Walgreens Group Vice President of Retail Brands Helayna Minsk has high expectations for growth and quality. She touched on both recently on a tour of the retailer’s store brand testing facility in the northern Chicago suburb of Deerfield, elaborating on a new approach to store brand development and the brand management philosophy of her 40-person team.
“Nothing is a good value if it doesn’t work. Less for less is not a bargain,” Minsk said.
Walgreens effort to up the quality on store brands begins with a document called the “brilliant brief,” in which the attributes of the product, its role in the category and the consumer whitespace it will fill are identified. From there, it is an eight to two year development process until the product is available. However, before the public has a chance to purchase the products they have to pass muster with Walgreens employees at the Deerfield headquarters.
In a testing laboratory filled with long stainless steel tables, stoves and refrigerators, employees from throughout the headquarters participate in a range of sensory tests to make sure candles have the right scent, gummy vitamins are the right texture and food products taste as good, or better, than national brand equivalents.
During the development process, the store brand team is supported by all the same crossfunctional teams as merchants, according to Minsk. And to ensure the customers’ interests are foremost, the store brand group is compensated based on the overall performance of the category.
Walgreens wasn’t always so diligent with its store brand development process when it came to non-healthcare categories. In 2011, when the Nice brand was launched Walgreens put it on all sorts of products throughout the store in an effort to streamline what had become an unwieldy store brand approach. When Minsk arrived Walgreens, after seven years at Johnson & Johnson and four years at Unilever, store brands were present in 120 categories.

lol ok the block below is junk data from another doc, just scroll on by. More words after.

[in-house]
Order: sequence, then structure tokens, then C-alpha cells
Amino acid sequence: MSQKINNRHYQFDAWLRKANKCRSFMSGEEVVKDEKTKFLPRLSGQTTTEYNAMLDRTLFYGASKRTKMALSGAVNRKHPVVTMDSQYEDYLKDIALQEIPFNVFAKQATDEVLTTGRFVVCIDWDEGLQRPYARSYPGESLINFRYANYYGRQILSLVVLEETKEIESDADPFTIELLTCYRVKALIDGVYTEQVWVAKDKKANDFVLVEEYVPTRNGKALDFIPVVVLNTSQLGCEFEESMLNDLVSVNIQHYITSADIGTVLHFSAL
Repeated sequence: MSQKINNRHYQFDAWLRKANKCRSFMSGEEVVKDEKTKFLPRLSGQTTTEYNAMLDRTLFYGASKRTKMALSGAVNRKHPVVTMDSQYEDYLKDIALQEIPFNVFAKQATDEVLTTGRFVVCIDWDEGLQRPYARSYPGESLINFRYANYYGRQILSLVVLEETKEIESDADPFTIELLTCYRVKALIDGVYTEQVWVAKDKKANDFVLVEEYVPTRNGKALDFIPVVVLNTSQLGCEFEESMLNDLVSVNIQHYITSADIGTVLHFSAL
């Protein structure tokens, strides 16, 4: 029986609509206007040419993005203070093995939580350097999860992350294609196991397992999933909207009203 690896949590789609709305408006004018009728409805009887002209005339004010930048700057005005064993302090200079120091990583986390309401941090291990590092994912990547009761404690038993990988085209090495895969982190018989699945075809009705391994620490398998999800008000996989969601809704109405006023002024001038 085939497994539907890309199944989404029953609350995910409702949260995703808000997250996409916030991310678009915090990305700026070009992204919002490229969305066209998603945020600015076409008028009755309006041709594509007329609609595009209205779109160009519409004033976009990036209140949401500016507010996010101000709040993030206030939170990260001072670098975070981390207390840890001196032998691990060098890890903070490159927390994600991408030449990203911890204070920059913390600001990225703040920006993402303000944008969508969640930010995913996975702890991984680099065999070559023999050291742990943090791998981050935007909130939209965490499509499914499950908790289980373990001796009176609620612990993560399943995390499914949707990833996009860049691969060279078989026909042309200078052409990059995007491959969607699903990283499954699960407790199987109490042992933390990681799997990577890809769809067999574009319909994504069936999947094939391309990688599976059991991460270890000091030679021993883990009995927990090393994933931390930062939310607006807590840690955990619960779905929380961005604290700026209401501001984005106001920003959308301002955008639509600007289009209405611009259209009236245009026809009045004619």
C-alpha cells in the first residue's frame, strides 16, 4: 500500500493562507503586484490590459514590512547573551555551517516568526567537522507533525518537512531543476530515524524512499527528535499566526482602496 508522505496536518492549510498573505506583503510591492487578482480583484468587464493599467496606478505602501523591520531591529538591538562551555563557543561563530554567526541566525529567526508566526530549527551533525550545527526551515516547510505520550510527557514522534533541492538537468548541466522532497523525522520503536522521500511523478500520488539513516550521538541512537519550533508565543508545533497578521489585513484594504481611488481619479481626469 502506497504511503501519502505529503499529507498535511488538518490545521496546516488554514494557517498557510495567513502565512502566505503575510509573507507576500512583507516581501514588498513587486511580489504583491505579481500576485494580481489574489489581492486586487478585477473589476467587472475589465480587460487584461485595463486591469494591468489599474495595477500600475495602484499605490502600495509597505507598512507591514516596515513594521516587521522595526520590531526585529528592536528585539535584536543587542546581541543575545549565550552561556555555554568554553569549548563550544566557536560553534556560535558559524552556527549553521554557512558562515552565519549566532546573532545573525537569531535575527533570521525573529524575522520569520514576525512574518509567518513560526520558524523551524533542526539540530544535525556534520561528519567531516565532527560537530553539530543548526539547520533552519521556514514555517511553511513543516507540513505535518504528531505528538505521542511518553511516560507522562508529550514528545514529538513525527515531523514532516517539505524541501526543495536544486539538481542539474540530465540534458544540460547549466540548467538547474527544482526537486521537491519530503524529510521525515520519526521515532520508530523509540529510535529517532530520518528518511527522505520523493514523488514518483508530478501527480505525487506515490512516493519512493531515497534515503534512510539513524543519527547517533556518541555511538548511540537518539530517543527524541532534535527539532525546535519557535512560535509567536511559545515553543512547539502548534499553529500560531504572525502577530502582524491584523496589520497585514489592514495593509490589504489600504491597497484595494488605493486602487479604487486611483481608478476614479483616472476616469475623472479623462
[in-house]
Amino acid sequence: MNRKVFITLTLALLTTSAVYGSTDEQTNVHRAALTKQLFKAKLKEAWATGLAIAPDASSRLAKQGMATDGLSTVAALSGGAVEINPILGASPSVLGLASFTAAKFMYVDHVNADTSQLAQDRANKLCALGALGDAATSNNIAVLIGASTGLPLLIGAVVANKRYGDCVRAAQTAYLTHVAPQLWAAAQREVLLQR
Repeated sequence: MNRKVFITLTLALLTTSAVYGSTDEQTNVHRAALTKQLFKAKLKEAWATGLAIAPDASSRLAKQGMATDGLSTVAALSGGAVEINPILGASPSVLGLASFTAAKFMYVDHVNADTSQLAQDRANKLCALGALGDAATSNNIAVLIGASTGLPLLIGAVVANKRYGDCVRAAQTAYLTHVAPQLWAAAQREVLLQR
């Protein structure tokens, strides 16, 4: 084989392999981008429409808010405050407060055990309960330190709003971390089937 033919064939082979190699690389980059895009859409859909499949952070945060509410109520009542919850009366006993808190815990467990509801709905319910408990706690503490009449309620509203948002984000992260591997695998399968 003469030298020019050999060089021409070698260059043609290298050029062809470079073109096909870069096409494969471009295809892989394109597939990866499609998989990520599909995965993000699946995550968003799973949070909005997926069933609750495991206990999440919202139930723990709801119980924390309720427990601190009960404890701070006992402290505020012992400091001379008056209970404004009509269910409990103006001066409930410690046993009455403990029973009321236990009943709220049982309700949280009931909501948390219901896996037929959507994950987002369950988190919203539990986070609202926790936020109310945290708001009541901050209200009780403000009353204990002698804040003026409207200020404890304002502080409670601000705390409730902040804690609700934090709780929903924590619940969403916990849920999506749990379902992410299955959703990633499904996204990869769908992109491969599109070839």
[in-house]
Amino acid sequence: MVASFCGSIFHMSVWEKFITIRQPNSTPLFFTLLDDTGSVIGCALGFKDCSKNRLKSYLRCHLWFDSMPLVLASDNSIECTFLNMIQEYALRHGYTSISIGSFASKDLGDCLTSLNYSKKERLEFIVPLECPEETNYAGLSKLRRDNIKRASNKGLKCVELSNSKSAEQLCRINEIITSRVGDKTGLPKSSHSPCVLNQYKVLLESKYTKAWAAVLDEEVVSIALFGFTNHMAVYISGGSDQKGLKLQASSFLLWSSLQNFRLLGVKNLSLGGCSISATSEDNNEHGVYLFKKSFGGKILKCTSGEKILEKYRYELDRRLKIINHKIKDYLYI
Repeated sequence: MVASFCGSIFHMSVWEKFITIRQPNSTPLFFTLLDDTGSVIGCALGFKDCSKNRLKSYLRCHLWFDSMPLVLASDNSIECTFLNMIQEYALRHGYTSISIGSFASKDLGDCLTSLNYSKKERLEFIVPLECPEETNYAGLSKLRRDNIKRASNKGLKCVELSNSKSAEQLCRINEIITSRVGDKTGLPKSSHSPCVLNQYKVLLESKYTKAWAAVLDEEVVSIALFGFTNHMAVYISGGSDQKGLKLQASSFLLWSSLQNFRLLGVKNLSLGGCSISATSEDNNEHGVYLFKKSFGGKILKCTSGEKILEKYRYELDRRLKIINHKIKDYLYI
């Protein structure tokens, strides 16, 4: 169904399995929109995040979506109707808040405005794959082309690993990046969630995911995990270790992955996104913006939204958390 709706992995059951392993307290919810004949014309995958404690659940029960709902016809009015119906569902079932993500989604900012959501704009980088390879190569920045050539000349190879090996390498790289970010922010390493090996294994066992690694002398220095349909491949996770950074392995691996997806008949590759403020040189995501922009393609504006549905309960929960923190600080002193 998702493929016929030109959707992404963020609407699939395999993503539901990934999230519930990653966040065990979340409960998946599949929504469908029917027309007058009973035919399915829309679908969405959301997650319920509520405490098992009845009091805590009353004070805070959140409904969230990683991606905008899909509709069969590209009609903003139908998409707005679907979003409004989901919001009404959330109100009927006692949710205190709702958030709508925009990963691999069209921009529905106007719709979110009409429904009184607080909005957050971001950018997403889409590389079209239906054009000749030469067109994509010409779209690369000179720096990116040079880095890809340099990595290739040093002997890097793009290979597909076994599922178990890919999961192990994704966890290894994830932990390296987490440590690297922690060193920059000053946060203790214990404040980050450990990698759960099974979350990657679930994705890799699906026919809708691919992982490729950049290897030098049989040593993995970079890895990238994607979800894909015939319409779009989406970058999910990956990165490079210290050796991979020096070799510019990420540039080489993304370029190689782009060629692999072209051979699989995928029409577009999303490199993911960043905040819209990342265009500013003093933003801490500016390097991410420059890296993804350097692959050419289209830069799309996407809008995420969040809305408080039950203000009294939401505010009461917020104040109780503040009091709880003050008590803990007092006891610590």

“We couldn’t possibly be good at 120 things,” Minsk recalled thinking at the time.
A rationalization process was undertaken and store brands were removed from 20 or 30 categories, including toothpaste, where Minsk noted there were already popular national brands and established value players. Instead, the company leaned into categories such as health care and snacks.
“There are certain categories that just feel like a no brainer to get into,” Minsk said.
There was also a shift to rethink the overall portfolio and introduce new brands in categories where appropriate. For example, it was determined that the Nice brand didn’t really fit certain categories.
“No one wants to eat a product that is the same brand that they are bleaching their countertops with,” Minsk explained.
Today, Walgreens has a portfolio of 20 store brands that account for about 20% of non-pharmacy sales at the $98.4 billion Retail Pharmacy USA division of Walgreens Boots Alliance. At that penetration rate and considering non-pharmacy, or front-end sales, are about 26% of the division’s sales, store brands are estimated to be about a $5 billion business at Walgreens. If the company increases that penetration rate to 30%, which Minsk said she would love to do, Walgreens would be looking at adding around $2.5 billion in additional store brand sales.
To get there, the company has a couple secret weapons. For starters it has hundreds of thousands of employees who can serve as store brand advocates. Walgreens incents employees to purchase store brands by offering an everyday discount of 25% and once a quarter the discount increases to 40%. Then there is the prospect of selling store brands to other retailers which the company has done in Mexico. The Benavides chain of drug stores in Mexico carries the Nice and Well Beginnings brands.